Tackling Turnover to Catching Fall Footballs

Autumn smallmouth fishing strategies and locations must center on the stages and cycle of fall turnover

From September to early November, it’s football season in the north for smallmouth bass.

 

As the waters cool, smallmouths undertake their annual wintering migrations into deep water. Turnover and each of its phases is the focal point of fishing during the autumn season. If fishing strategies and locations aren’t being planned according to the phases of turnover, the pursuit of fall footballs becomes challenging.

 

The fall fishing season encompasses three sub-seasons that shape fish movement and location: early fall, mid fall and late fall. Each stage requires different strategies. With the entire turnover cycle taking place during autumn’s sub-seasons, it encompasses three phases too: pre-turnover, turnover and post-turnover.

 

Tackling turnover

 

Most anglers associate turnover to being short-lasting, at 55- to 57-degree surface temps. However, the cycle begins once summer peak establishes on lakes that stratify, long before the lakes turn over.

 

By midsummer, many of the lake’s adult smallmouths have already gradually moved into the deepest, structure-filled reaches of the lake where good oxygen levels and their optimal water temperatures are present.

 

Smallmouth and their forage species experience predator-prey relationships. Beyond turnover’s influence, fall smallmouth locations also correlate with their prey’s. During all phases of turnover, baitfish migrations are prevalent and can provide improved feeding windows.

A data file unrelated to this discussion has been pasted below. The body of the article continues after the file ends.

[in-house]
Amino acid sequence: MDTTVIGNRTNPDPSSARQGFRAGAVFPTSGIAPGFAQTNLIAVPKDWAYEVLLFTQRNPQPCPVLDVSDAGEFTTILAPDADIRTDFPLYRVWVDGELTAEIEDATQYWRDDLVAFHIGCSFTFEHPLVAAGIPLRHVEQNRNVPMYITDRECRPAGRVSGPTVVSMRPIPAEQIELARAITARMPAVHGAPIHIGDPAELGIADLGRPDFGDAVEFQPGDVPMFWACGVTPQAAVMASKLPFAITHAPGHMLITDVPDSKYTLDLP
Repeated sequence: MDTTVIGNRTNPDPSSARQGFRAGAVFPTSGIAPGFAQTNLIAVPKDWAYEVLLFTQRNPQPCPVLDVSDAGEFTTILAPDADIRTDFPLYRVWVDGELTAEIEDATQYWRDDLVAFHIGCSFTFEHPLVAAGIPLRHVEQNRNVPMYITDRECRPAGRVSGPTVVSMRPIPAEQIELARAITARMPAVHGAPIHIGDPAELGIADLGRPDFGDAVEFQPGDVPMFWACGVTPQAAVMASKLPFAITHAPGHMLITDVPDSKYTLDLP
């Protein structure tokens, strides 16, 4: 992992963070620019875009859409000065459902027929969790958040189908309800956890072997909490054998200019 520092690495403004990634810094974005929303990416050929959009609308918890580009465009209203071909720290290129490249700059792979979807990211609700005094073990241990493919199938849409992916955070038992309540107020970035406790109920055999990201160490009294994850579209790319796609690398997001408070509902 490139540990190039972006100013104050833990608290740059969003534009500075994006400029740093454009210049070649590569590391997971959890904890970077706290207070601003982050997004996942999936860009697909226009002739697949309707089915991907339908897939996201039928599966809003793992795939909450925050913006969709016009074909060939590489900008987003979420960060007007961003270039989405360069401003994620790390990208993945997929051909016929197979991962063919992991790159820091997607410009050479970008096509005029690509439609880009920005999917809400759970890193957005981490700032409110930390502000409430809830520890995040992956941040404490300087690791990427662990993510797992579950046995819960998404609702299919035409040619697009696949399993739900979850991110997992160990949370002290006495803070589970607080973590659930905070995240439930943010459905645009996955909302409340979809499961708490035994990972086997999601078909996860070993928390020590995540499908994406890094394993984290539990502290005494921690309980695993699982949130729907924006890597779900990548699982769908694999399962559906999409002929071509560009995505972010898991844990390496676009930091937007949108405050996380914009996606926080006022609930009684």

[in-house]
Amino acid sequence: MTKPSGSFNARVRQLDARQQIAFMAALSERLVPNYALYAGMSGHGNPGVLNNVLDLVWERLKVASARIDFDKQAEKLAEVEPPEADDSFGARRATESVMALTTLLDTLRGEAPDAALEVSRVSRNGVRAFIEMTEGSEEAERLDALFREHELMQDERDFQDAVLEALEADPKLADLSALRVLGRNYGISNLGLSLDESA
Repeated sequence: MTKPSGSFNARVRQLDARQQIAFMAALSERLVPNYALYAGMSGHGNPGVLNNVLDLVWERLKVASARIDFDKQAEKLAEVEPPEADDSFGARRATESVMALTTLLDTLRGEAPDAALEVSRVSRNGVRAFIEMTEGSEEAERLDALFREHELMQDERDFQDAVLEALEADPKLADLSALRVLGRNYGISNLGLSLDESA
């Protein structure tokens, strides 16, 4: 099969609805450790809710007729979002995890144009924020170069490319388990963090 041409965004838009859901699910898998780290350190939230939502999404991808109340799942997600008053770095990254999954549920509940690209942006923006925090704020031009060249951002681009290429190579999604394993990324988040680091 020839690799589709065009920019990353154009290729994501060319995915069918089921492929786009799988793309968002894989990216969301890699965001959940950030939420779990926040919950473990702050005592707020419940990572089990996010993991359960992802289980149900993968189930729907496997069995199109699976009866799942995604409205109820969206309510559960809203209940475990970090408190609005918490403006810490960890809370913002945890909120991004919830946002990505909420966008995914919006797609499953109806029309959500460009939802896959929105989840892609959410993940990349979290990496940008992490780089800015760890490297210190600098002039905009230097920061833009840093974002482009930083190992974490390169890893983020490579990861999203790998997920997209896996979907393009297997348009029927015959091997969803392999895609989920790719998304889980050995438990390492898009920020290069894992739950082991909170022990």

Pre-turnover officially arrives in late summer, lasting through mid-September when cooling weather and water temperatures are the cycle’s main driving forces. Water temperatures that might have been pushing 80 degrees prior to Labor Day have now fallen into the mid 60s. Late summer and early fall cooldowns further influence smallmouth movements to deep water, but they frequently bring deep-dwelling fish back to the shallows where they will temporarily take up residence along flats, rock bars and deep weed edges of green cabbage and coontail to feed on yellow perch schools. The cooling water temperatures into the lower 70s and upper 60s become optimal for big smallmouth to move back into the shallows. Smallmouths will remain feeding in these shallow and mid-depth locations until the lake’s turnover event happens.

 

Turnover, the lake mixing stage, officially begins when water temperature is in the low 60s. Turnover is short, often lasting up to a week, but may sometimes be a prolonged process. Cooling weather, water temps and wind are turnover’s driving forces. Following its completion, the lake becomes clear again.

 

To avoid the challenges of turnover, always fish ahead of it or behind it.

 

Post-turnover encompasses the pre-wintering period, from the low 50-degree range into the low 40s. By now, the turnover cycle has completed. Cold fronts, snow showers and northwest winds trigger some of the best fishing and feeding phases of the fall season. The passing of each cold front until winter’s arrival becomes more severe. Bass sense that their growing season is coming to an end.

 

90 percent of smallmouth are in 10 percent of the lake

 

Fall fishing success is primarily determined by location, not presentation. Smallmouths are deep in fall. By now, 90 percent of the entire population is living in 10 percent of the lake. The best peak period of autumn occurs after the completion of turnover, when fish have moved into wintering areas.

 

Smallmouths often identify their seasonal locations with pieces of structure. Wintering smallmouths are no different. Regardless of season, fish are always attracted to the lake’s rocks, boulders, wood and unique contours.

 

A typical Wisconsin inland lake smallmouth fishery will have upwards of five or more main overwintering areas. Wintering holes aren’t specific spots, but pre-determined survival locations that have been identified and utilized by previous generations of the lake’s bass population. Wintering holes are sensitive locations and smallmouth schools residing near them are vulnerable. They can range in size from as few as 20 fish in small areas, to the hundreds in large areas.